Helping non-Olympic and growing sport federations establish a global presence, increase athlete participation, and build their membership

WORLD MUAYTHAI FEDERATION

About

The combat sport of Muay Thai has its origins from Thailand and is often also known in many circles as Thai Boxing. It combines a series of stand-up strikes with a range of clinching techniques. Clinching is a way for your opponent to prevent you from striking or kicking. The sport allows the use of elbows, knees, fists and shins, which has earned it the slogan the ‘art of eight limbs’. Muay Thai is closely related to Musti-yuddha (India), Muay Chaiya (Thailand), Muay boran (Thailand), Muay Lao (Laos), Lethwei (Myanmar), Pradal Serey (Cambodia) and Tomoi (Malaysia). It is from Muay boran, an unarmed martial art, that the current modern version of Muay Thai originated from. The sport was given more international exposure through the participation within competitions of Muay Thai specialists based in the West. These ‘foreign boxers’ took part in kickboxing, mixed-rule matches and Muay Thai matches performed under official rules.   

Historically and first used specifically for warfare, these battles occurred during the Konbaung Dynasty (Burma) and the Ban Phlu Luang Dynasty (Siam/Thailand) of the 18th century. The original term was Muay boran before more modern equipment was added and official rules were established. Apart from the purpose of warfare, it also became entertainment for spectators where participants would fight against each other as a sport. When King Chulalongkorn came to power in 1868, the sport took a significant step forward through his personal interest in its development. The first descriptive reference to Muay Thai came in 1913 when British boxing was introduced. King Rama VII was instrumental in establishing codified rules. The sport evolved further through the creation of rings for fighting and the introduction of gloves and protective cotton covering for ankles.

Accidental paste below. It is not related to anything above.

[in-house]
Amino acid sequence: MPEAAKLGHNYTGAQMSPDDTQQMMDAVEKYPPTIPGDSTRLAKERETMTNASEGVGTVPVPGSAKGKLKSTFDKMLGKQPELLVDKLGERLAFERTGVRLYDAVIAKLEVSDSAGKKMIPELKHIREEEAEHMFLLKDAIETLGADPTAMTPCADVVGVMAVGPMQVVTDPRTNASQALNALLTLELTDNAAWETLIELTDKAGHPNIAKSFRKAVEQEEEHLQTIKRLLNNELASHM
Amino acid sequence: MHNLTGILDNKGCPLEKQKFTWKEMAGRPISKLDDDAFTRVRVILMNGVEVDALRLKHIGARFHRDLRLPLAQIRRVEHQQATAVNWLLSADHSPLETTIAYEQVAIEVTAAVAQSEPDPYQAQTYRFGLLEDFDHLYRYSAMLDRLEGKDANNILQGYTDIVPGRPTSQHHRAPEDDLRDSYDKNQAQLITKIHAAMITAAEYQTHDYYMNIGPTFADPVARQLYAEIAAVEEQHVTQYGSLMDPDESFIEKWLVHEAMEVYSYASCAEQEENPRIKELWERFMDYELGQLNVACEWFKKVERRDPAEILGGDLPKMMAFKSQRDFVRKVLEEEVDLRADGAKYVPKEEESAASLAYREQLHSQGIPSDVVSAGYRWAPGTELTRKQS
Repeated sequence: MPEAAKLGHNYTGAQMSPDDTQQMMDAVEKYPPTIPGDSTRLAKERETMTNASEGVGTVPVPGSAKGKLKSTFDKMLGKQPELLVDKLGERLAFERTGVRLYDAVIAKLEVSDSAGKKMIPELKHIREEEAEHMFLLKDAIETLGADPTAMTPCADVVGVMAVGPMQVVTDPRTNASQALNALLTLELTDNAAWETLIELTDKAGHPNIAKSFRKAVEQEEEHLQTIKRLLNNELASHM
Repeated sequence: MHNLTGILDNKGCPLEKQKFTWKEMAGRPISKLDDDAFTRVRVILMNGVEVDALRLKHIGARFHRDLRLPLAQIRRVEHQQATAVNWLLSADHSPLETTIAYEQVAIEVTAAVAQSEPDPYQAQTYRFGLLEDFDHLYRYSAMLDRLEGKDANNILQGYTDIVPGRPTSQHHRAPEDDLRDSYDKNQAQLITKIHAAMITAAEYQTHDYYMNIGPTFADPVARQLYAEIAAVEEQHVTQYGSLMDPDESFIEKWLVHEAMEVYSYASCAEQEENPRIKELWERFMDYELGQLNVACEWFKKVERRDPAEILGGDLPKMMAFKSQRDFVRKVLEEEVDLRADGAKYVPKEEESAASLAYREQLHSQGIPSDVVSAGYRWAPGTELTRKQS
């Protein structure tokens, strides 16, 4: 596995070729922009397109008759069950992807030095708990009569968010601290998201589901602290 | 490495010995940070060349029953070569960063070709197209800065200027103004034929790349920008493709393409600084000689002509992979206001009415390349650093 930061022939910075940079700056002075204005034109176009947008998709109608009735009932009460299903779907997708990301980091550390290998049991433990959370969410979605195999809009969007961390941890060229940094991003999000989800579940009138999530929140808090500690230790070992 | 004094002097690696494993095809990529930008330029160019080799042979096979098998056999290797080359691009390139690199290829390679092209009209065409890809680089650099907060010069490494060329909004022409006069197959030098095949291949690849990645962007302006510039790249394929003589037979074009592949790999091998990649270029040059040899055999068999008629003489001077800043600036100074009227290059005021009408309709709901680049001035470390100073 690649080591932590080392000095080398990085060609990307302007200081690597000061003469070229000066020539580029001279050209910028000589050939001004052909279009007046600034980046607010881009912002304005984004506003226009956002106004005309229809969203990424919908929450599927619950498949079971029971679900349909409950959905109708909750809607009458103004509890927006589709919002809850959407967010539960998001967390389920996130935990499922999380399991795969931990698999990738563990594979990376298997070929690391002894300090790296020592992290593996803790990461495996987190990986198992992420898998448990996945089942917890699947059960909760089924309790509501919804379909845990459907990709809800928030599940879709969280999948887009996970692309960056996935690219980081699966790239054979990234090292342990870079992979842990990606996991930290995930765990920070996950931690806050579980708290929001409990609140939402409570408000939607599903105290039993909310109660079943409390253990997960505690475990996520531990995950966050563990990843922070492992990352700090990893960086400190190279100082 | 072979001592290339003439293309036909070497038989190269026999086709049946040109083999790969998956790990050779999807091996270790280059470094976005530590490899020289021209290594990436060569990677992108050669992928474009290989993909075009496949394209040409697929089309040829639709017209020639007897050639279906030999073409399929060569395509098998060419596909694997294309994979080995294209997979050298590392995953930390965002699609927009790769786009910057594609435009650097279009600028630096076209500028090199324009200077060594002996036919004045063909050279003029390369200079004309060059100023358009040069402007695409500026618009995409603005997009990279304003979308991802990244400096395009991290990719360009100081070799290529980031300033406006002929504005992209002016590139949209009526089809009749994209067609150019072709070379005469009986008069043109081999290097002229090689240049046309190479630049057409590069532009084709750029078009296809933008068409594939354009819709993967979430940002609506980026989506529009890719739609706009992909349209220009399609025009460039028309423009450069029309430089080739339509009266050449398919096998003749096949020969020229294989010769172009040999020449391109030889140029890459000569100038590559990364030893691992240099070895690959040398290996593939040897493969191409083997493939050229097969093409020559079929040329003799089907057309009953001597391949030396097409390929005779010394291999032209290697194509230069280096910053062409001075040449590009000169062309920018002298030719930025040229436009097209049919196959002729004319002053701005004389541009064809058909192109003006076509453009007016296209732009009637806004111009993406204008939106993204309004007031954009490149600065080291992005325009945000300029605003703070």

The sport needed a governing body to manage the popularity and development, and this came about through the formation of the International Federation of Muaythai Amateur (IFMA). The federation had over 120 nations as members worldwide. Through the combination of two organisations in 1995, the World Muaythai Federation (WMF) was established as the governing body for the management of the amateur sport. The sport is not an Olympic sport but is recognised by the IOC.  


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